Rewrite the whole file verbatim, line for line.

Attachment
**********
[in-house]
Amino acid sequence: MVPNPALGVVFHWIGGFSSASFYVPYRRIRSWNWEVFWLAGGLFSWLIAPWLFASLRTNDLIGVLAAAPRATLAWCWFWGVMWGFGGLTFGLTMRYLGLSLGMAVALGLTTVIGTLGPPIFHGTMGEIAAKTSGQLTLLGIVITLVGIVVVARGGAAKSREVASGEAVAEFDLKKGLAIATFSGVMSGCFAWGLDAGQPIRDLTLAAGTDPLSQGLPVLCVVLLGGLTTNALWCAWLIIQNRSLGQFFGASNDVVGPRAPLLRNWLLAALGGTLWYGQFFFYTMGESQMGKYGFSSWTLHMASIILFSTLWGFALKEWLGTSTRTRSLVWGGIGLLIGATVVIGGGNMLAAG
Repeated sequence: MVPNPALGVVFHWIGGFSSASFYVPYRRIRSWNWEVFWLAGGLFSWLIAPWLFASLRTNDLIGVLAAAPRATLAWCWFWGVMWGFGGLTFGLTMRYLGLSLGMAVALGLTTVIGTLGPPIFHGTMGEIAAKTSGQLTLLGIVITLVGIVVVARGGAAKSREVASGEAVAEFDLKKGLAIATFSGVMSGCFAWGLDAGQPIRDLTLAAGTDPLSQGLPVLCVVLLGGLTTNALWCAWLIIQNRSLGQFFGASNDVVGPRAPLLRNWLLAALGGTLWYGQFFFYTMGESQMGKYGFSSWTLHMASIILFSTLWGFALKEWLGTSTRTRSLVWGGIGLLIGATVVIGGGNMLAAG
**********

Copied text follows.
[in-house]
Amino acid sequence: MVPNPALGVVFHWIGGFSSASFYVPYRRIRSWNWEVFWLAGGLFSWLIAPWLFASLRTNDLIGVLAAAPRATLAWCWFWGVMWGFGGLTFGLTMRYLGLSLGMAVALGLTTVIGTLGPPIFHGTMGEIAAKTSGQLTLLGIVITLVGIVVVARGGAAKSREVASGEAVAEFDLKKGLAIATFSGVMSGCFAWGLDAGQPIRDLTLAAGTDPLSQGLPVLCVVLLGGLTTNALWCAWLIIQNRSLGQFFGASNDVVGPRAPLLRNWLLAALGGTLWYGQFFFYTMGESQMGKYGFSSWTLHMASIILFSTLWGFALKEWLGTSTRTRSLVWGGIGLLIGATVVIGGGNMLAAG
Repeated sequence: MVPNPALGVVFHWIGGFSSASFYVPYRRIRSWNWEVFWLAGGLFSWLIAPWLFASLRTNDLIGVLAAAPRATLAWCWFWGVMWGFGGLTFGLTMRYLGLSLGMAVALGLTTVIGTLGPPIFHGTMGEIAAKTSGQLTLLGIVITLVGIVVVARGGAAKSREVASGEAVAEFDLKKGLAIATFSGVMSGCFAWGLDAGQPIRDLTLAAGTDPLSQGLPVLCVVLLGGLTTNALWCAWLIIQNRSLGQFFGASNDVVGPRAPLLRNWLLAALGGTLWYGQFFFYTMGESQMGKYGFSSWTLHMASIILFSTLWGFALKEWLGTSTRTRSLVWGGIGLLIGATVVIGGGNMLAAG